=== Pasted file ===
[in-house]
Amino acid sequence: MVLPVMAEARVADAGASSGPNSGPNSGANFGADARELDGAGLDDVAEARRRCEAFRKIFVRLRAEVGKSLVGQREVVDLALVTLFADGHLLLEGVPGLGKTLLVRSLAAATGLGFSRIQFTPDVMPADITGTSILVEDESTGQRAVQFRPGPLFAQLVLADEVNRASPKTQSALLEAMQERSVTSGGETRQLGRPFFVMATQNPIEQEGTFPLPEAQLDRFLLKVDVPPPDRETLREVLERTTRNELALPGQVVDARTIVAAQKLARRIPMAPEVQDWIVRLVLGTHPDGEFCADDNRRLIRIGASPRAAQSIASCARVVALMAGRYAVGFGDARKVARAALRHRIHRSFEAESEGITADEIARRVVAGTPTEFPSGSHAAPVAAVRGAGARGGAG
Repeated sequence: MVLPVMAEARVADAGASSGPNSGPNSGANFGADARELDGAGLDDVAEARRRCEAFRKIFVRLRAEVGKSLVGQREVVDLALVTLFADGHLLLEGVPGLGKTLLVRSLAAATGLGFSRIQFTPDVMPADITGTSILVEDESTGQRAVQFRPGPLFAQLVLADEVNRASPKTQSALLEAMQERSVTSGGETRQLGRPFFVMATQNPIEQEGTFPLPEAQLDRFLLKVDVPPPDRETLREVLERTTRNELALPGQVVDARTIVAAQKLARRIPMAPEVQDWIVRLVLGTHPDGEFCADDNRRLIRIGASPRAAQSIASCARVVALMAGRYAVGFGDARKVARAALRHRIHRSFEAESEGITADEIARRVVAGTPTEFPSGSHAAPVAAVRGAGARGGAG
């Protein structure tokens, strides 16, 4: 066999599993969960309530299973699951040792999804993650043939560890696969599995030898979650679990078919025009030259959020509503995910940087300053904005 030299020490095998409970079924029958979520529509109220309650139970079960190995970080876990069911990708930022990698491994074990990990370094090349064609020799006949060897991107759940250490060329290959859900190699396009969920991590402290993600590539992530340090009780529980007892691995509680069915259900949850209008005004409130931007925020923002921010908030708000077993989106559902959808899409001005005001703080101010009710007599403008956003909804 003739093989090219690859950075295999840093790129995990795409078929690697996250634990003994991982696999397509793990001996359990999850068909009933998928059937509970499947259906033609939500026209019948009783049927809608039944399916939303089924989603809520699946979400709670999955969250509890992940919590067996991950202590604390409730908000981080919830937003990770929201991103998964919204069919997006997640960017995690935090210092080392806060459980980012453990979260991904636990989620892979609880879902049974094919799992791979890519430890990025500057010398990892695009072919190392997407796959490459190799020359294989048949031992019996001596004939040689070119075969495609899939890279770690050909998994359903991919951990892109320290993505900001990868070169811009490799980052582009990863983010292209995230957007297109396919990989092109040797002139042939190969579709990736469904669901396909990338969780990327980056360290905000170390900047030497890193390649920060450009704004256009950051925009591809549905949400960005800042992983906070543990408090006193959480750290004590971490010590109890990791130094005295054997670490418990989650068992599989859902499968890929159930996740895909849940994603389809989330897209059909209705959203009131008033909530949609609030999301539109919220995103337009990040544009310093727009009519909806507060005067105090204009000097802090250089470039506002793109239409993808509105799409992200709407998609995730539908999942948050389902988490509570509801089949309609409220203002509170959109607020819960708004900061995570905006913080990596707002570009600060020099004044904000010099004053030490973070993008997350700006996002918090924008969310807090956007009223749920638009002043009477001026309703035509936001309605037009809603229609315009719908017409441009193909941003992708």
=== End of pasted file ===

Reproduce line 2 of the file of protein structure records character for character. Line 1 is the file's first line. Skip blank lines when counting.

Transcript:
Amino acid sequence: MVLPVMAEARVADAGASSGPNSGPNSGANFGADARELDGAGLDDVAEARRRCEAFRKIFVRLRAEVGKSLVGQREVVDLALVTLFADGHLLLEGVPGLGKTLLVRSLAAATGLGFSRIQFTPDVMPADITGTSILVEDESTGQRAVQFRPGPLFAQLVLADEVNRASPKTQSALLEAMQERSVTSGGETRQLGRPFFVMATQNPIEQEGTFPLPEAQLDRFLLKVDVPPPDRETLREVLERTTRNELALPGQVVDARTIVAAQKLARRIPMAPEVQDWIVRLVLGTHPDGEFCADDNRRLIRIGASPRAAQSIASCARVVALMAGRYAVGFGDARKVARAALRHRIHRSFEAESEGITADEIARRVVAGTPTEFPSGSHAAPVAAVRGAGARGGAG